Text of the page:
LONDON -- Management can make all the difference to a company's success and thus its share price.
The best companies are those run by talented and experienced leaders with strong vested interests in the success of the business, held in check by a board with sound financial and business acumen. Some of the worst investments to hold are those run by executives collecting fat rewards as the underlying business goes to pot.
In this series, I'm assessing the boardrooms of companies within the FTSE 100. I hope to separate the management teams that are worth following from those that are not. Today I am looking at Hammerson (LSE:HMSO), the U.K. and French retail property company.
Here are the key directors:
|John Nelson||(non-exec) Chairman until 9 May 2013|
|David Tyler||(non-exec) Chairman from 9 May 2013|
|David Atkins||Chief Executive|
|Timon Drakesmith||Finance Director|
|Peter Cole||Chief Investment Officer|
|Jean-Philippe Mouton||Executive Director|
Change of chairman
John Nelson has been chairman for nine years, but having recently taken up the chairman ship of Lloyds of London, plans to step down at the AGM next month.
He will be succeeded by David Tyler, who was appointed to the board at the beginning of the year. He has been chairman of FTSE 100 member J Sainsbury since 2009. Despite it being somewhat frowned-upon in the corporate governance code, there are a surprising number of dual FTSE 100 chairmanships. Sainsbury's large property portfolio might well be a matter of common interest.
A qualified accountant, Tyler's his background is mainly in finance. Having started his career on Unilever's management trainee program, he undertook various finance roles in that group before becoming finance director of Natwest Investment Bank, then auction house Christies, and then GUS where he played a major role in its demerger.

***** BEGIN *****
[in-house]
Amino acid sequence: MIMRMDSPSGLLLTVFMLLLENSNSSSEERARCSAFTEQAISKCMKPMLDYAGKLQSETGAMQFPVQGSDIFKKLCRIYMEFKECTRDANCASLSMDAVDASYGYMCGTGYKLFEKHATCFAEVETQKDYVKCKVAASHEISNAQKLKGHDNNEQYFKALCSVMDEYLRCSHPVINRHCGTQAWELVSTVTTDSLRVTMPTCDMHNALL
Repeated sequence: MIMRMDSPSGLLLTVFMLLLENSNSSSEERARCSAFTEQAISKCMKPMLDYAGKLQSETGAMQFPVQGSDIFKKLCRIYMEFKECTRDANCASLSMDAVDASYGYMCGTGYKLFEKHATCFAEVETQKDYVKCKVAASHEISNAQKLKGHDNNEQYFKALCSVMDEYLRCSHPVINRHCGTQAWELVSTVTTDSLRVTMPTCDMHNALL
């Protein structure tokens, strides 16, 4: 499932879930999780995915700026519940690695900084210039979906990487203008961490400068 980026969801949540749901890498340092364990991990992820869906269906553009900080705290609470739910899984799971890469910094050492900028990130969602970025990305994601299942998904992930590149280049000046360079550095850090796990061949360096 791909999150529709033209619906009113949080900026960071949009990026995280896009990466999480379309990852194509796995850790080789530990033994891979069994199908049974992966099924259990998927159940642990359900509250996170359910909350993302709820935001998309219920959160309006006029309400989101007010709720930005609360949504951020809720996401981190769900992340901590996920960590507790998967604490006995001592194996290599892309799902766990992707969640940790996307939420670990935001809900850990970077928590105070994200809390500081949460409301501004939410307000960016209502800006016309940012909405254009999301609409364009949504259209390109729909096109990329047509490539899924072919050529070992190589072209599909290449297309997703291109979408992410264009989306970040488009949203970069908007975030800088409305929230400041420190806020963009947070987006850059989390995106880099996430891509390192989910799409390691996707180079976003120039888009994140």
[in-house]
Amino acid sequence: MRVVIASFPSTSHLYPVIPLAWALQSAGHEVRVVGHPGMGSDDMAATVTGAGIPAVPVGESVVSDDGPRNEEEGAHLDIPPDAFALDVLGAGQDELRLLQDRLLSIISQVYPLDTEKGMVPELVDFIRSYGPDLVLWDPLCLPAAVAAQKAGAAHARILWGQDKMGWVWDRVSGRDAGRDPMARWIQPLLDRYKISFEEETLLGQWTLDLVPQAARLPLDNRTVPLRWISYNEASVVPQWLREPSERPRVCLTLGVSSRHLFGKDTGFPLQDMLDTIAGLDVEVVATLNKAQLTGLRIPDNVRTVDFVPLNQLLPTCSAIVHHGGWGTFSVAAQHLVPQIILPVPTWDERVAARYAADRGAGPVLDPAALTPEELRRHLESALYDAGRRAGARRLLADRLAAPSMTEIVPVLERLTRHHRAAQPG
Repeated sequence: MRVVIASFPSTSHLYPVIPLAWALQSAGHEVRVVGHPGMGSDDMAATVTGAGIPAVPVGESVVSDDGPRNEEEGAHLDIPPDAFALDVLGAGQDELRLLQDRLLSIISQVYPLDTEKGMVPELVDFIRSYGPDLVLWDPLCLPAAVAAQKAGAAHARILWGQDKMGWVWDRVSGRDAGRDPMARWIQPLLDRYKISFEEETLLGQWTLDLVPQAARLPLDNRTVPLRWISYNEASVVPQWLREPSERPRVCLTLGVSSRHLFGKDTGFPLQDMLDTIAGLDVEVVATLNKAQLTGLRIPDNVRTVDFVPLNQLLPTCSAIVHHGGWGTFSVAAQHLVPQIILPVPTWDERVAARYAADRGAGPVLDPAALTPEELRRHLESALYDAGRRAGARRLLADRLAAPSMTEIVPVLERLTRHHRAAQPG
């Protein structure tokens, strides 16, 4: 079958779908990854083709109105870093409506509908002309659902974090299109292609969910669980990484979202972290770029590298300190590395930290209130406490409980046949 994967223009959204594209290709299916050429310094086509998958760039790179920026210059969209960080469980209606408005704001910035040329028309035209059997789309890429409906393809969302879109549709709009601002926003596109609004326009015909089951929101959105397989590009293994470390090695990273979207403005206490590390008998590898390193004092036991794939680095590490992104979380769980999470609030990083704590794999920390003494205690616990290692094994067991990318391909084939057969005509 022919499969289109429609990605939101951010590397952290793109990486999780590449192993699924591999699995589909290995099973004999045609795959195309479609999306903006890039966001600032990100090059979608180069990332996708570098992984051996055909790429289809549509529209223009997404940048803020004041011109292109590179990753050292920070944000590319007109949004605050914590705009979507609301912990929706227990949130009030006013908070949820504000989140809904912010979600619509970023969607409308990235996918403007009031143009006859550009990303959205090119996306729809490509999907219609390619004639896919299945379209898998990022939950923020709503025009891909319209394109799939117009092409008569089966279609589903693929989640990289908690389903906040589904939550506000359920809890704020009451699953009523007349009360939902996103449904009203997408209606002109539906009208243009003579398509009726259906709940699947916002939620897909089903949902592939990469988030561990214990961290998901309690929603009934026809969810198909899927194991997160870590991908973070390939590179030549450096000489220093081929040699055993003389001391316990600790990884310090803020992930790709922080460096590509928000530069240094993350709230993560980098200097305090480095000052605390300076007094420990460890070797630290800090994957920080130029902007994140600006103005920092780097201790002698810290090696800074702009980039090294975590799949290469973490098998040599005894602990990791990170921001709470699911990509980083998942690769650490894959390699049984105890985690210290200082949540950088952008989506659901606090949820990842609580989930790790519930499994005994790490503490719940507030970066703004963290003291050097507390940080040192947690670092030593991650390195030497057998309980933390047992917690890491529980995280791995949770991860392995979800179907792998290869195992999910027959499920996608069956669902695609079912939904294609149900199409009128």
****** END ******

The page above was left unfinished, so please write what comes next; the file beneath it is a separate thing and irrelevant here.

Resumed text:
A chartered surveyor, David Atkins joined Hammerson in 1998 after a spell with property advisors DTZ, rising through the company to run the U.K. property portfolio in 2006 and becoming CEO in 2009. A recognized industry figure, he is chairman of EPRA, the European Public Real Estate Association. He is the architect of Hammerson's strategy to concentrate 100% on retail property, pulling out of office space last year. During his tenure as CEO, a difficult time for the property market, Hammerson's shares have stayed in line with the two biggest REITs, Land Securities and British Land.
Timon Drakesmith is a chartered accountant who joined Hammerson in 2011. Previously, he spent six years as finance director of FTSE 250 property company Great Portland Estates, where he was well-regarded for strengthening its balance sheet. He formerly worked for BZW and CSFB. Peter Cole is a chartered surveyor who joined Hammerson in 1989, joining the board in 1999. Jean-Philippe Mouton has been with the company since 2003, assuming responsibility for the French portfolio in 2006. He was elevated to the board this January.
Hammerson's non execs have a broad spread of backgrounds.
I analyzed management teams from five different angles to help work out a verdict. Here's my assessment:
|1. Reputation. Management CVs and track record.
|2. Performance. Success at the company.
|3. Board Composition. Skills, experience, balance
|4. Remuneration. Fairness of pay, link to performance.
|5. Directors' Holdings, compared to their pay.
Executives have 1 million pounds-worth each.
Company targets 150% of base pay for CEO, 100% for others.
Overall, Hammerson scores 16 out of 25, a middle order result. The difficult environment has not been conducive to property executives distinguishing themselves, but Hammerson's shareholders should feel in safe hands.
I've collated all my FTSE 100 boardroom verdicts on this summary page.
Buffett's favourite FTSE share
Legendary investor Warren Buffett has always looked for impressive management teams when picking stocks. His latest acquisition, Heinz, has long had a reputation for strong management. Indeed Buffett praised its "excellent management" alongside its high quality products and continuous innovation.
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Tony owns shares in Unilever and Great Portland Estates, but no other shares mentioned in this article. The Motley Fool has recommended Unilever. The Motley Fool has a disclosure policy. We Fools may not all hold the same opinions, but we all believe that considering a diverse range of insights makes us better investors. Try any of our Foolish newsletter services free for 30 days.